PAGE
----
24 September 2018

Stacked-Up Book Thoughts: I'm in a Reading Mood

Good books for fall readingYay for cooler weather! I've been re-energized with the official start of fall. I've been baking, reading, knitting, and getting a head start on the end-of-season yard work.

With indoor living comes a reckoning of the accumulated clutter, and I'm once again facing a major book culling. Thanks to summer travel, I let my book acquisitions get out of hand--both recent book purchases and review copies. Thus it's time to reassess the shelves that hold older books, including my always accumulating cookbooks.

You wouldn't know it from looking at my house, but I'm not a fan of having books on every available horizontal surface. I need to get everything back on a shelf or in a giveaway/donation pile.

Here's what I read over the last two weeks.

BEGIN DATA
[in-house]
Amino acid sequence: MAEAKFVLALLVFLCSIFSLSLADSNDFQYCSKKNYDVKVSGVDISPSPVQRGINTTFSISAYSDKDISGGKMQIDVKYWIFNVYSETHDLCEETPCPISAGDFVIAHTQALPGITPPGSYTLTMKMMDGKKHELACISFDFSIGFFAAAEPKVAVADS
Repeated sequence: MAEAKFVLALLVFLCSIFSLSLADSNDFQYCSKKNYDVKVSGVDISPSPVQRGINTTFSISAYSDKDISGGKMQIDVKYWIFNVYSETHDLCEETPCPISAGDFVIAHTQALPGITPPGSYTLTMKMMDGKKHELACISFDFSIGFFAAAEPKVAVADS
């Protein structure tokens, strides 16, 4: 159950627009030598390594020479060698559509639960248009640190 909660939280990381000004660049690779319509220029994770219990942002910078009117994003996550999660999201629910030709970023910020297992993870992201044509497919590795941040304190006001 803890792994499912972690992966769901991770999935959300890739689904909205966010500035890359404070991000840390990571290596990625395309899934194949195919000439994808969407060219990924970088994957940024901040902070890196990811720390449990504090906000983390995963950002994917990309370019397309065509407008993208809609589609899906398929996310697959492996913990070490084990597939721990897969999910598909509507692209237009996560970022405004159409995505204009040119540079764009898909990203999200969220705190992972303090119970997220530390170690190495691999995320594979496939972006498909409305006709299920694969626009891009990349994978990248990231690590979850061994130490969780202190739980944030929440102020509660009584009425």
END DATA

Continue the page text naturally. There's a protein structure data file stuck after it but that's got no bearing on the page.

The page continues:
Review of Where the Crawdads Sing by Delia OwensWhere the Crawdads Sing by Delia Owens (Putnam, August). There was so much buzz about this book, I decided to hold off a bit until I forgot the reviews and could go in mostly blind. Set in the North Carolina marshland during the Vietnam War era, Where the Crawdads Sing is the story of a young girl who is gradually abandoned by her family before she's even 10 years old. Wise in the ways of the marsh and with the help of a very few trusted friends, Kya manages to fend for herself and avoid much contact with the outside world, until as a young woman, she's forced to give a reckoning of her character. Part coming-of-age story, part mystery, part character study, this book was almost impossible to stop reading. Kya's struggle for survival and self-identity is both heartbreaking and tender, and I grew to love the marsh and its birds almost as much as she did. The book is well deserving of all its praise. I listened to the unabridged audiobook (Penguin Audio; 12 hr, 12 min) read by Cassandra Campbell, whose performance enveloped me in Kya's world. The quality of Campbell's voice perfectly matched the mood of this book, and she nailed the characters' personalities. It's a don't-miss listen. (Audiobook review copy provided by the publisher.)